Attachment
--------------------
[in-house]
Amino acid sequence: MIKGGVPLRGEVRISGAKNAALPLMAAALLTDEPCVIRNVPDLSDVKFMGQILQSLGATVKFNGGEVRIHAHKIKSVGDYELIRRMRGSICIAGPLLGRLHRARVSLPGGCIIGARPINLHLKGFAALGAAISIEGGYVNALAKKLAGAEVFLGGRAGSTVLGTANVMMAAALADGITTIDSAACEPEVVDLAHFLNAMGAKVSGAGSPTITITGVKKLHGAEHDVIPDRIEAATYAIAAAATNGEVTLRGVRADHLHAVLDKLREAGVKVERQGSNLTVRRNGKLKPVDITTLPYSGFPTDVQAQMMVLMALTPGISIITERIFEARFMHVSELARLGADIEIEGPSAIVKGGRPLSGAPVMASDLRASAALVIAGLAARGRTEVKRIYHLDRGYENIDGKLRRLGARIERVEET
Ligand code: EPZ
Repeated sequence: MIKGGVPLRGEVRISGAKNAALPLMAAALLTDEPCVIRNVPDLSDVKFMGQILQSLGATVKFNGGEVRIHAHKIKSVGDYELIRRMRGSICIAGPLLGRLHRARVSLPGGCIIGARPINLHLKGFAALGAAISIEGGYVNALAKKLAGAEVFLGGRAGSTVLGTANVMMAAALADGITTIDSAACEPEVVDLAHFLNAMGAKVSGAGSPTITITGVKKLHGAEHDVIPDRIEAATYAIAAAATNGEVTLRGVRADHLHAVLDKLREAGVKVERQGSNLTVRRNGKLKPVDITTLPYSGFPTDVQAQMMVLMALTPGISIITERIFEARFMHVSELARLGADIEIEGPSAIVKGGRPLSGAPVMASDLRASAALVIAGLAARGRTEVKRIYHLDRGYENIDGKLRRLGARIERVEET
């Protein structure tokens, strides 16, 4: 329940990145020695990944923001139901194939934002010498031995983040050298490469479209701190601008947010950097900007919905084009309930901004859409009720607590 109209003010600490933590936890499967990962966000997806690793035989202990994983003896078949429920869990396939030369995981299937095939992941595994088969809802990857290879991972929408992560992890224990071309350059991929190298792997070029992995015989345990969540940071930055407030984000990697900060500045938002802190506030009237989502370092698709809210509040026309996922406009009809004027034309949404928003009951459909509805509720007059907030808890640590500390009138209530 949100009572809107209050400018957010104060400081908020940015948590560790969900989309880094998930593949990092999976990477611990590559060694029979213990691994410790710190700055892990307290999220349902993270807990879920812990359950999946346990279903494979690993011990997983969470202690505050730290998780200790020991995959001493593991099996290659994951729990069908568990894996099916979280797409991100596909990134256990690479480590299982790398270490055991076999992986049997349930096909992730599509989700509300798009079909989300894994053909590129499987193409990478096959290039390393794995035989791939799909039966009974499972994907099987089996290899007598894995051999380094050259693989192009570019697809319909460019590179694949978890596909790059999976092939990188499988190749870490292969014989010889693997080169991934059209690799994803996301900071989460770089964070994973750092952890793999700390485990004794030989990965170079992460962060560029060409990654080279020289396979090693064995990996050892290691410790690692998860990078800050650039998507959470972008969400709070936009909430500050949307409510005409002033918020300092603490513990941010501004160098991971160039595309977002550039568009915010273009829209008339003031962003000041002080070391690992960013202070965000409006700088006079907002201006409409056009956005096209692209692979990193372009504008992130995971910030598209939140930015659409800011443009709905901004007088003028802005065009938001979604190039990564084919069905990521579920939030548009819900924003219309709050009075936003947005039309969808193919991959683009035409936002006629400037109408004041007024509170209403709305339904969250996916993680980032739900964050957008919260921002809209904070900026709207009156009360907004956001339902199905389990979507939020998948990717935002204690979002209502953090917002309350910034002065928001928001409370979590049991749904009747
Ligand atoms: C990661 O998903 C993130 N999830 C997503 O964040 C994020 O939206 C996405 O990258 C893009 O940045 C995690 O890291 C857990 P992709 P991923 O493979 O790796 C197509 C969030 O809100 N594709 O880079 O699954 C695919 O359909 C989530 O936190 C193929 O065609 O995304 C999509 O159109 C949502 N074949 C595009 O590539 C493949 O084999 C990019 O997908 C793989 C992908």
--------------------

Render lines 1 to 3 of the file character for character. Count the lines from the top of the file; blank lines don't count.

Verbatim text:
[in-house]
Amino acid sequence: MIKGGVPLRGEVRISGAKNAALPLMAAALLTDEPCVIRNVPDLSDVKFMGQILQSLGATVKFNGGEVRIHAHKIKSVGDYELIRRMRGSICIAGPLLGRLHRARVSLPGGCIIGARPINLHLKGFAALGAAISIEGGYVNALAKKLAGAEVFLGGRAGSTVLGTANVMMAAALADGITTIDSAACEPEVVDLAHFLNAMGAKVSGAGSPTITITGVKKLHGAEHDVIPDRIEAATYAIAAAATNGEVTLRGVRADHLHAVLDKLREAGVKVERQGSNLTVRRNGKLKPVDITTLPYSGFPTDVQAQMMVLMALTPGISIITERIFEARFMHVSELARLGADIEIEGPSAIVKGGRPLSGAPVMASDLRASAALVIAGLAARGRTEVKRIYHLDRGYENIDGKLRRLGARIERVEET
Ligand code: EPZ